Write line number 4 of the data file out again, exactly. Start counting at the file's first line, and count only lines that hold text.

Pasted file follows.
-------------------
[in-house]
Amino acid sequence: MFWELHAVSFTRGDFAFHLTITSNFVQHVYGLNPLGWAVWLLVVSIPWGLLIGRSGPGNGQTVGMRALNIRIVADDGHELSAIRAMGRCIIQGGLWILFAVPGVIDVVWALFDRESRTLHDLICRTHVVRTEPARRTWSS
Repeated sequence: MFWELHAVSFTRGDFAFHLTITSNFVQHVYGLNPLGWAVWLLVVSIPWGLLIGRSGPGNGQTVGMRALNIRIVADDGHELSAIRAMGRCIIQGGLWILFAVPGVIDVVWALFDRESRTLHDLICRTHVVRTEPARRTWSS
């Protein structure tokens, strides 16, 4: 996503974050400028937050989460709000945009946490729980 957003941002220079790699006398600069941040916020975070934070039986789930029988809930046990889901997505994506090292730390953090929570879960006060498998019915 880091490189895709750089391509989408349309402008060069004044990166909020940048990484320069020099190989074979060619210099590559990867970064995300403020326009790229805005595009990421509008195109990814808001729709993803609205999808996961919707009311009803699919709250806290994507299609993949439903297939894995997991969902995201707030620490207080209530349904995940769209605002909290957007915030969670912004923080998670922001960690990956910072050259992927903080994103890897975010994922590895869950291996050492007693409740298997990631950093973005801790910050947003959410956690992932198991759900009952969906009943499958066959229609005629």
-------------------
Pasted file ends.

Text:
């Protein structure tokens, strides 16, 4: 996503974050400028937050989460709000945009946490729980 957003941002220079790699006398600069941040916020975070934070039986789930029988809930046990889901997505994506090292730390953090929570879960006060498998019915 880091490189895709750089391509989408349309402008060069004044990166909020940048990484320069020099190989074979060619210099590559990867970064995300403020326009790229805005595009990421509008195109990814808001729709993803609205999808996961919707009311009803699919709250806290994507299609993949439903297939894995997991969902995201707030620490207080209530349904995940769209605002909290957007915030969670912004923080998670922001960690990956910072050259992927903080994103890897975010994922590895869950291996050492007693409740298997990631950093973005801790910050947003959410956690992932198991759900009952969906009943499958066959229609005629």